A nonprofit publication of the Kentucky Center for Public Service Journalism

New survey shows Kentucky’s child care centers received leg up from $42 million in additional funding


By Nadia Ramlagan
Public News Service

Kentucky’s child care centers are able to offer support to more working families since the state received $42 million in additional funding last year, according to a survey by the advocacy group Kentucky Youth Advocates.

More than 120 child care providers in 43 counties said they used the funds to increase access to child care for foster parents, and to boost program eligibility for parents who might otherwise lose access to affordable child care because they got a promotion or a better paying job.

Nearly 30,000 Kentucky children are cared for through the federally funded Child Care Assistance Program. (Photo from Adobe Stock, via PNS)

Mike Hammons, senior director of advocacy at Children, Inc., a child care provider in Northern Kentucky, says centers like his are using the boost in funding to pay for staff criminal background checks.

“Criminal background checks for child care providers is extensive,” he states. “The industry does not want people who would not be safe with children to be around the children.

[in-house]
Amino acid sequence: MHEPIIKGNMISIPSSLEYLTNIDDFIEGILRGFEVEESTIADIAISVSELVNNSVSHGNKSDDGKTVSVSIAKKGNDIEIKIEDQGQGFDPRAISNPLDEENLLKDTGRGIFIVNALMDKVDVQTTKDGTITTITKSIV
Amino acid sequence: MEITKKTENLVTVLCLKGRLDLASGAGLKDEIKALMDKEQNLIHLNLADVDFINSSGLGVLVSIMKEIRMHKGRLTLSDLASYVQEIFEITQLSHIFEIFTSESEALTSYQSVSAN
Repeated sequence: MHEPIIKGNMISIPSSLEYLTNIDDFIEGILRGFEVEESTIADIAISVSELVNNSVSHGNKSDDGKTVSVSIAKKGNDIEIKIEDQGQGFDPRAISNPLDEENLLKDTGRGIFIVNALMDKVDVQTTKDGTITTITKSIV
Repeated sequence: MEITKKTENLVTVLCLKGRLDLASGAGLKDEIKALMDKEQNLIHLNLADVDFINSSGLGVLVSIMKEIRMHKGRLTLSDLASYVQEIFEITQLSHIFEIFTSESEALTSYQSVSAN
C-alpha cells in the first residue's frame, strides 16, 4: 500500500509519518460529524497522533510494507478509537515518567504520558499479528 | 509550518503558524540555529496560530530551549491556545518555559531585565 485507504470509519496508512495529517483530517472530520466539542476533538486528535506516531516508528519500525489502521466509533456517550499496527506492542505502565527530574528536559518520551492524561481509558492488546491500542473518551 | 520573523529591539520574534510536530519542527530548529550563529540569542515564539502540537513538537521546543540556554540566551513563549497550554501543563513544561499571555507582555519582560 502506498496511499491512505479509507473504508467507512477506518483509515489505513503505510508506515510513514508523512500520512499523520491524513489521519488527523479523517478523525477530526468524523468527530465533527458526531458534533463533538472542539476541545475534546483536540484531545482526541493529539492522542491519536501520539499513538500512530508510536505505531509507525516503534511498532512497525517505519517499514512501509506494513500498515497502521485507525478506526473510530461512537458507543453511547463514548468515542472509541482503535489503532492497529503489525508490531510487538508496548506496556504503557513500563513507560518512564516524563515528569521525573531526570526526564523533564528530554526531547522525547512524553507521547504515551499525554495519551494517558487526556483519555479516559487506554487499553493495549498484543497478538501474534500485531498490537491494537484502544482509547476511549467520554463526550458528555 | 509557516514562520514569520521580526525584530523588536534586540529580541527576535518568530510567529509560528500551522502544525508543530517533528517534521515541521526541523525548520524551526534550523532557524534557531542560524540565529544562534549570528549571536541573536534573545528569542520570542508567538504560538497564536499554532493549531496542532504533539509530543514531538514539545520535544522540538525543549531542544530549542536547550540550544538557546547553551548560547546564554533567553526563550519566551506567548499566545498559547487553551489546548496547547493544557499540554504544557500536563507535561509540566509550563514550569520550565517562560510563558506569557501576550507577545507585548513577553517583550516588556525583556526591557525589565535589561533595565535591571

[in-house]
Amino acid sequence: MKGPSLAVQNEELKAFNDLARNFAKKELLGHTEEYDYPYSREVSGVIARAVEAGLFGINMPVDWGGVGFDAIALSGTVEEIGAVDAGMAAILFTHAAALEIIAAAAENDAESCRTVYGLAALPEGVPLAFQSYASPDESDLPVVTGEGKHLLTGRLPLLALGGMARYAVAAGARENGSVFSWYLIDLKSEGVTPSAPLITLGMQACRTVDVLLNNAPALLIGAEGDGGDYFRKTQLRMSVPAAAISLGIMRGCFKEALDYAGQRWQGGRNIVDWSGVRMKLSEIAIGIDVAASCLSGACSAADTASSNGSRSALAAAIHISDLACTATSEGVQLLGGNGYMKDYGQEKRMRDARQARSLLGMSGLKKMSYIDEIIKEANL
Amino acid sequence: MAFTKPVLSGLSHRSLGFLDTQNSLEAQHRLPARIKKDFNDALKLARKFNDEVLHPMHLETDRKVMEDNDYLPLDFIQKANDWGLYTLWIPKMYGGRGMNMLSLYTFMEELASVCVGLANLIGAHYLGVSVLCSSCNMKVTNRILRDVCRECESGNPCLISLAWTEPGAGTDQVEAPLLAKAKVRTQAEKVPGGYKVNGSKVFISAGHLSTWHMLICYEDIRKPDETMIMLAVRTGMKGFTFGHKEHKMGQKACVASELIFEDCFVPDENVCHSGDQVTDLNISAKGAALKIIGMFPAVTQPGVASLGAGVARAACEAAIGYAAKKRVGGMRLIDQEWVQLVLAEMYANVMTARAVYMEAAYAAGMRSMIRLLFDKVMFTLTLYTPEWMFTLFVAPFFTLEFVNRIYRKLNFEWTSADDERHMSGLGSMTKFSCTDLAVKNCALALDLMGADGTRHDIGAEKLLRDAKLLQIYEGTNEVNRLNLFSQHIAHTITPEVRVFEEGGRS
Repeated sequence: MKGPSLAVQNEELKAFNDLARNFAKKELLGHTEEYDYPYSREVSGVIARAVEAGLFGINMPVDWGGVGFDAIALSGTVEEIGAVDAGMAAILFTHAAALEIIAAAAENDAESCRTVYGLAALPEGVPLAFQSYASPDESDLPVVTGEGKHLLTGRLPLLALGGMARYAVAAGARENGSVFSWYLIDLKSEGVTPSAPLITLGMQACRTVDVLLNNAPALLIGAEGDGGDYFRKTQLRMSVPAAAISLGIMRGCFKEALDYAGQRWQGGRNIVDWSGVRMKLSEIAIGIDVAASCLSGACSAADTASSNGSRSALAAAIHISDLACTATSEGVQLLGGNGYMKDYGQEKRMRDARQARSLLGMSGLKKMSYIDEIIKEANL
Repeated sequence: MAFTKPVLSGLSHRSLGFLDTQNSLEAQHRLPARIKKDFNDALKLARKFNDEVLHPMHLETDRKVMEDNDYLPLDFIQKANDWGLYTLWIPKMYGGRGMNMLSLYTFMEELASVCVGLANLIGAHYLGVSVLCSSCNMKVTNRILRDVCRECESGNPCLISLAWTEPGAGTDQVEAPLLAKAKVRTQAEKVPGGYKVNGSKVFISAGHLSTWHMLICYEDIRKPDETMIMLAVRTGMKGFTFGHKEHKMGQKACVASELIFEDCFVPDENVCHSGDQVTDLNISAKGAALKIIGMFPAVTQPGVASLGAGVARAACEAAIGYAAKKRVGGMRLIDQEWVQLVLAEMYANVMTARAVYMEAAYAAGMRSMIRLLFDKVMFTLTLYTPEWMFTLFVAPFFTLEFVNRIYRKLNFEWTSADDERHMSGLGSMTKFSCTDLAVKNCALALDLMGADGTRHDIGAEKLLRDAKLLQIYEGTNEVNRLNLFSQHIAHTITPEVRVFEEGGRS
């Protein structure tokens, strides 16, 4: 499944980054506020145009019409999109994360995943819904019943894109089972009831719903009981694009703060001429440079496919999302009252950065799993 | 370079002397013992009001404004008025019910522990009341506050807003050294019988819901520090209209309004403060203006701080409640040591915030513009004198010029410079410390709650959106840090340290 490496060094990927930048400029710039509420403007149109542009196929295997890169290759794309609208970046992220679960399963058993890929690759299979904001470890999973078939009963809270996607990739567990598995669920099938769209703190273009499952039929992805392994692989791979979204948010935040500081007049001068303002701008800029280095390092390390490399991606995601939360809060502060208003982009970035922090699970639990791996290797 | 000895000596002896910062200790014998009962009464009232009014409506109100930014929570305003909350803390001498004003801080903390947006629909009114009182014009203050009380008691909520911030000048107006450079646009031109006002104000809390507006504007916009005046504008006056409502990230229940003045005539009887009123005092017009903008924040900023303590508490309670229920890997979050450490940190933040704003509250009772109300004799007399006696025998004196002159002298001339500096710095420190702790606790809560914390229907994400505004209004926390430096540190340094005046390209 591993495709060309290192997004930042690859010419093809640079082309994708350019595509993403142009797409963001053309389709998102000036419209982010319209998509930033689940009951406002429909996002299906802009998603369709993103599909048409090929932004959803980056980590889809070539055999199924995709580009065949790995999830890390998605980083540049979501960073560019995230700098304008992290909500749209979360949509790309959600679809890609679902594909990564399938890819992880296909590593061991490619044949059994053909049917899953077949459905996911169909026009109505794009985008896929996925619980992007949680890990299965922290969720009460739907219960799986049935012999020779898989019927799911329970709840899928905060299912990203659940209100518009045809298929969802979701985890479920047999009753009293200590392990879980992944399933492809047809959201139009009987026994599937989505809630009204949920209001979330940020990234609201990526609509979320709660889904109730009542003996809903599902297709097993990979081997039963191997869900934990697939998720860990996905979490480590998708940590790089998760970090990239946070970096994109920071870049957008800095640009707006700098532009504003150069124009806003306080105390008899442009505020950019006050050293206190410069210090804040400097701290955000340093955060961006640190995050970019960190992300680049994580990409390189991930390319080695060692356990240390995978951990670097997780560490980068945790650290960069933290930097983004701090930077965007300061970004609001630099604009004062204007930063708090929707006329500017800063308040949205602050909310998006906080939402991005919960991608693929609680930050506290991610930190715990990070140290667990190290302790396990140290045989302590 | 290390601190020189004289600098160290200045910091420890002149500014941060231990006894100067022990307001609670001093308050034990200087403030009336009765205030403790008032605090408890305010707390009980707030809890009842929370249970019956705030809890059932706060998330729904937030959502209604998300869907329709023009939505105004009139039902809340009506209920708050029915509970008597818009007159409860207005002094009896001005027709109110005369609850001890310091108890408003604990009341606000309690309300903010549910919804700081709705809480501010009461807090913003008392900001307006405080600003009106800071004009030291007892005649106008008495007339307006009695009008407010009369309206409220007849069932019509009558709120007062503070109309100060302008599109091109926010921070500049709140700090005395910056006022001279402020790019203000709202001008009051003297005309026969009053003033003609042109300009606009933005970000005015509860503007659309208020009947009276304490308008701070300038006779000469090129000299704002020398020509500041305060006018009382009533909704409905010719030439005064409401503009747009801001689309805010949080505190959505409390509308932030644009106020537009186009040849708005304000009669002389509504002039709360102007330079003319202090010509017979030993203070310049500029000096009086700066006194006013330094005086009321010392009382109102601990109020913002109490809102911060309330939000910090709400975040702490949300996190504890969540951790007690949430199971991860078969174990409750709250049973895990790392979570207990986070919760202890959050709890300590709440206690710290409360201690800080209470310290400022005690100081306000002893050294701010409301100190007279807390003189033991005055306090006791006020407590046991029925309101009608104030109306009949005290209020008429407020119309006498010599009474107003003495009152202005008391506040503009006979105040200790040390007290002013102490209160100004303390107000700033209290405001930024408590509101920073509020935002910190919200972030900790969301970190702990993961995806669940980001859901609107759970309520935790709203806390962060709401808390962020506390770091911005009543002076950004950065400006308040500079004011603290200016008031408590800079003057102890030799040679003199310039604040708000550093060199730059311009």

“The cost of those background checks will be borne by the child care providers and the state is going to subsidize that with this new money.”

The congressional House Appropriations Committee recently approved another $2.4 billion increase for the Child Care and Development Block Grant, which if supported in the Senate, would give states like Kentucky more financial assistance to help working families navigate the rising cost of child care.

Brenda Brunner, chief operations officer at Southside Christian Child Care Centers in Louisville, says many of the parents her center serves have few options when it comes to child care, other than leaving children with relatives, or neighbors, or in unsafe environments.

“Without child care they can’t go to work, they can’t get a job,” she stresses. “They are typically working at low paying jobs. They typically need a hand up to be able to go out there and work and support their families. ”

Brunner points out the additional federal funding has allowed her to increase employees’ pay, retain qualified staff, and improve the quality of care for children.

However, she says gaps in access to high-quality child care persist, especially in rural areas.

Due to a lack of available child care providers, currently, only 11% of eligible families in Kentucky participate in the federal Child Care Assistance Program.


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